Red flag warning in East, North Bay hills prompts extra fire crew coverage

- For the second time this week, a red flag fire warning has been posted for the Bay Area's North and East Bay hills.

The National Weather Service is concerned about low humidity and gusting winds up at high elevations. The warning takes effect Saturday at 1 a.m. and expires Sunday at 6 a.m., unless extended.  

For the public that means avoiding any activity that could spark a fire. For fire crews, it means extra hours on the job. "Hopefully nothing happens, but we would rather err on the side of caution and have extra resources," Assistant Fire Marshal Paul Lowenthal told KTVU. 

Related: Rosemary Orozco's weather report, including fire danger warnings, extended forecast

Friday evening, a dozen fire agencies across Sonoma County were joining forces to create both a strike team and a task force, to provide extra weekend coverage. The strike team is made up of five wildland engines, a water tender and a Battalion Chief. 

The task force is also headed by a Battalion Chief, plus four mixed-use engines and three water tenders. Together, they aim to provide additional depth to existing coverage, should fires break out during red flag conditions. 

Once assembled, they will position themselves near the high-risk areas. "The areas of strong winds and lower humidity we've moved resources up into those areas and they've actively patrolled and been available closer to where the threat is," explained Lowenthal. 

High in Mark West Springs, west of Santa Rosa, the Avalos family lives inside that threat zone. "We had a table right here, that table caught on fire," said Sylvia Avalos, giving KTVU a look at her house, which has a panoramic view of Mt. St Helena and adjacent ridgetops.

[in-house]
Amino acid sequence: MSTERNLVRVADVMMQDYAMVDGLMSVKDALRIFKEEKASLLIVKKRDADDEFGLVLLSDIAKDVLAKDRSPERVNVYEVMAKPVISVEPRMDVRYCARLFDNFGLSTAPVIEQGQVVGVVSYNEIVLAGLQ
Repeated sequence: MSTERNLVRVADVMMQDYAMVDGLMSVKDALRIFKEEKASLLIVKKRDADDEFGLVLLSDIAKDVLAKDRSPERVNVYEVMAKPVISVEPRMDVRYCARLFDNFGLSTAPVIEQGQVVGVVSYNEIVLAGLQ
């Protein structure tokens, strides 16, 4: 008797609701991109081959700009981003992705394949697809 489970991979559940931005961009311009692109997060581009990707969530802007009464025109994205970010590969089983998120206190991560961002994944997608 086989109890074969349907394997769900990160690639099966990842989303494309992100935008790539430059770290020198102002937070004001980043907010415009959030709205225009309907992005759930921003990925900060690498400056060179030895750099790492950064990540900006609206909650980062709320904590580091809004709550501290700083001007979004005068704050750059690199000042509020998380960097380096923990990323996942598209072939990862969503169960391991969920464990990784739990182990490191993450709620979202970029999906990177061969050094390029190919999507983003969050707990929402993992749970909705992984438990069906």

Some of the vista is blackened by the Tubbs Fire and some is unburned, not unlike her five acre property. The family lost a barn, cabana, and fences, but their house survived with heavy damage. 

"There was actually embers inside the house when we returned," said Avalos, pointing to the kitchen's hardwood floor where embers blew in. "They didn't catch fire, and that's why we say it was definitely a miracle that the house is here."   

A year after the Tubbs Fire, which devoured entire neighborhoods, the Avalos home is under repair, with walls stripped to the studs because smoke-tainted insulation had to be removed. Avalos admits she didn't think much about "red flag" before

"Because we never had heard about it, it wasn't as obvious as now," she said. But after escaping just ahead of the flames, the term has real meaning. "It's scary, now it's scary," she said. “And now we know the precautions we need to take, so something like that won't happen again." 

Six of her neighbors lost homes that night in October 2017. And with wildfires this season taking property and lives, from Santa Barbara County to Shasta County, agencies everywhere have become more pro-active.          

"Each one of these red flag warnings puts our communities at risk," said Lowenthal, noting that every warning also presents an opportunity to make the public more aware and more prepared for fire emergency. 

With November weather warm and dry so far, the current state of readiness shows no sign of easing. 

"Until we get those significant rains and we get the conditions that really end fire season, we have the potential to continue to go into more red flag warnings, with high-risk conditions and extra staffing" said Lowenthal.          
 

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